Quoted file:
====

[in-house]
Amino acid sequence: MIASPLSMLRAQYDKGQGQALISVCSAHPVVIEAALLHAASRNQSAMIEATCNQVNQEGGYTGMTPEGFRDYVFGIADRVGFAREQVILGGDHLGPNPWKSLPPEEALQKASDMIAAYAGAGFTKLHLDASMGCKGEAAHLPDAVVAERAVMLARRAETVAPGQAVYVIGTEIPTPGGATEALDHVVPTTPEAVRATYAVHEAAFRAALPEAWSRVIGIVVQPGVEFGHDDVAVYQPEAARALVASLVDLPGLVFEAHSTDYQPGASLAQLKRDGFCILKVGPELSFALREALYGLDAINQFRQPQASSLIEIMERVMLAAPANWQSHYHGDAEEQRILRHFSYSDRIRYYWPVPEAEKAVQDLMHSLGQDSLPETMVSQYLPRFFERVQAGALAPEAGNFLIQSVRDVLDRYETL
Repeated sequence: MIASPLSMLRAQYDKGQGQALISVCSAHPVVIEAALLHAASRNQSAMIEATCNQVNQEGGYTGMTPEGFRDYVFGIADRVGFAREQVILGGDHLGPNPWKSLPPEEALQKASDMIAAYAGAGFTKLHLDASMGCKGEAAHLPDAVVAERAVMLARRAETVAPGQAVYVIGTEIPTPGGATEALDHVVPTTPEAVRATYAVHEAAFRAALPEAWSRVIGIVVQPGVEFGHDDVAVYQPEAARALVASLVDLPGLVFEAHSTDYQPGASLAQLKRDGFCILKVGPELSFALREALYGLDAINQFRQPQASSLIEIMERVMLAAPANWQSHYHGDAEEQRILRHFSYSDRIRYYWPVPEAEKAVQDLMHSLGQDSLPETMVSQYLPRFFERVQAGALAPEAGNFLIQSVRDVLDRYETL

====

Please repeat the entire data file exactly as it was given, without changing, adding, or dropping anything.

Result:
[in-house]
Amino acid sequence: MIASPLSMLRAQYDKGQGQALISVCSAHPVVIEAALLHAASRNQSAMIEATCNQVNQEGGYTGMTPEGFRDYVFGIADRVGFAREQVILGGDHLGPNPWKSLPPEEALQKASDMIAAYAGAGFTKLHLDASMGCKGEAAHLPDAVVAERAVMLARRAETVAPGQAVYVIGTEIPTPGGATEALDHVVPTTPEAVRATYAVHEAAFRAALPEAWSRVIGIVVQPGVEFGHDDVAVYQPEAARALVASLVDLPGLVFEAHSTDYQPGASLAQLKRDGFCILKVGPELSFALREALYGLDAINQFRQPQASSLIEIMERVMLAAPANWQSHYHGDAEEQRILRHFSYSDRIRYYWPVPEAEKAVQDLMHSLGQDSLPETMVSQYLPRFFERVQAGALAPEAGNFLIQSVRDVLDRYETL
Repeated sequence: MIASPLSMLRAQYDKGQGQALISVCSAHPVVIEAALLHAASRNQSAMIEATCNQVNQEGGYTGMTPEGFRDYVFGIADRVGFAREQVILGGDHLGPNPWKSLPPEEALQKASDMIAAYAGAGFTKLHLDASMGCKGEAAHLPDAVVAERAVMLARRAETVAPGQAVYVIGTEIPTPGGATEALDHVVPTTPEAVRATYAVHEAAFRAALPEAWSRVIGIVVQPGVEFGHDDVAVYQPEAARALVASLVDLPGLVFEAHSTDYQPGASLAQLKRDGFCILKVGPELSFALREALYGLDAINQFRQPQASSLIEIMERVMLAAPANWQSHYHGDAEEQRILRHFSYSDRIRYYWPVPEAEKAVQDLMHSLGQDSLPETMVSQYLPRFFERVQAGALAPEAGNFLIQSVRDVLDRYETL